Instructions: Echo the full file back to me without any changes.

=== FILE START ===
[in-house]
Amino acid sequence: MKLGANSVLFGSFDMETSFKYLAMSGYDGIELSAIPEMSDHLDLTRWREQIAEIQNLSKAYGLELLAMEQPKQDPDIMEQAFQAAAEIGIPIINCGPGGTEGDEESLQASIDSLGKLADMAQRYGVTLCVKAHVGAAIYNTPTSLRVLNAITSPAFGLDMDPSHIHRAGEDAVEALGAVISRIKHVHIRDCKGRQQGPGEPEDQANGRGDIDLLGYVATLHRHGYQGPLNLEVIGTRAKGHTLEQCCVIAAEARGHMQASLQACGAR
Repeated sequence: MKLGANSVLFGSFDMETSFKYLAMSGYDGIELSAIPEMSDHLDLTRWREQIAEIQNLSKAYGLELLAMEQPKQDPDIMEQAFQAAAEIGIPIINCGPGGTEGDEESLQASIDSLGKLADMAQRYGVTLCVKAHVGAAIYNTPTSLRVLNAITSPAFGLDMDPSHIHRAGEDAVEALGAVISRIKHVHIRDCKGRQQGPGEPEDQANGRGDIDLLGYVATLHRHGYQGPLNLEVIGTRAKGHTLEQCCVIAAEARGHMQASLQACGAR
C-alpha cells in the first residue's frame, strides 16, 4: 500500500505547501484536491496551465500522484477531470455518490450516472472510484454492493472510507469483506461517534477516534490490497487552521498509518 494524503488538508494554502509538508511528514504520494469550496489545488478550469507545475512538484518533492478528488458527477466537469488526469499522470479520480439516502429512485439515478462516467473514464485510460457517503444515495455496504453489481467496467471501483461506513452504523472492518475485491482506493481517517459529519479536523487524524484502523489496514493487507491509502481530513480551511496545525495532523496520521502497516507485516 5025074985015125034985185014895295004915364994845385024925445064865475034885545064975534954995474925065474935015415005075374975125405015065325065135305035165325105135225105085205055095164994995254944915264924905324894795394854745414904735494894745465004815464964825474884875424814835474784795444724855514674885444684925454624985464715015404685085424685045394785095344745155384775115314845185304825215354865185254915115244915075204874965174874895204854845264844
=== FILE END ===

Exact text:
[in-house]
Amino acid sequence: MKLGANSVLFGSFDMETSFKYLAMSGYDGIELSAIPEMSDHLDLTRWREQIAEIQNLSKAYGLELLAMEQPKQDPDIMEQAFQAAAEIGIPIINCGPGGTEGDEESLQASIDSLGKLADMAQRYGVTLCVKAHVGAAIYNTPTSLRVLNAITSPAFGLDMDPSHIHRAGEDAVEALGAVISRIKHVHIRDCKGRQQGPGEPEDQANGRGDIDLLGYVATLHRHGYQGPLNLEVIGTRAKGHTLEQCCVIAAEARGHMQASLQACGAR
Repeated sequence: MKLGANSVLFGSFDMETSFKYLAMSGYDGIELSAIPEMSDHLDLTRWREQIAEIQNLSKAYGLELLAMEQPKQDPDIMEQAFQAAAEIGIPIINCGPGGTEGDEESLQASIDSLGKLADMAQRYGVTLCVKAHVGAAIYNTPTSLRVLNAITSPAFGLDMDPSHIHRAGEDAVEALGAVISRIKHVHIRDCKGRQQGPGEPEDQANGRGDIDLLGYVATLHRHGYQGPLNLEVIGTRAKGHTLEQCCVIAAEARGHMQASLQACGAR
C-alpha cells in the first residue's frame, strides 16, 4: 500500500505547501484536491496551465500522484477531470455518490450516472472510484454492493472510507469483506461517534477516534490490497487552521498509518 494524503488538508494554502509538508511528514504520494469550496489545488478550469507545475512538484518533492478528488458527477466537469488526469499522470479520480439516502429512485439515478462516467473514464485510460457517503444515495455496504453489481467496467471501483461506513452504523472492518475485491482506493481517517459529519479536523487524524484502523489496514493487507491509502481530513480551511496545525495532523496520521502497516507485516 5025074985015125034985185014895295004915364994845385024925445064865475034885545064975534954995474925065474935015415005075374975125405015065325065135305035165325105135225105085205055095164994995254944915264924905324894795394854745414904735494894745465004815464964825474884875424814835474784795444724855514674885444684925454624985464715015404685085424685045394785095344745155384775115314845185304825215354865185254915115244915075204874965174874895204854845264844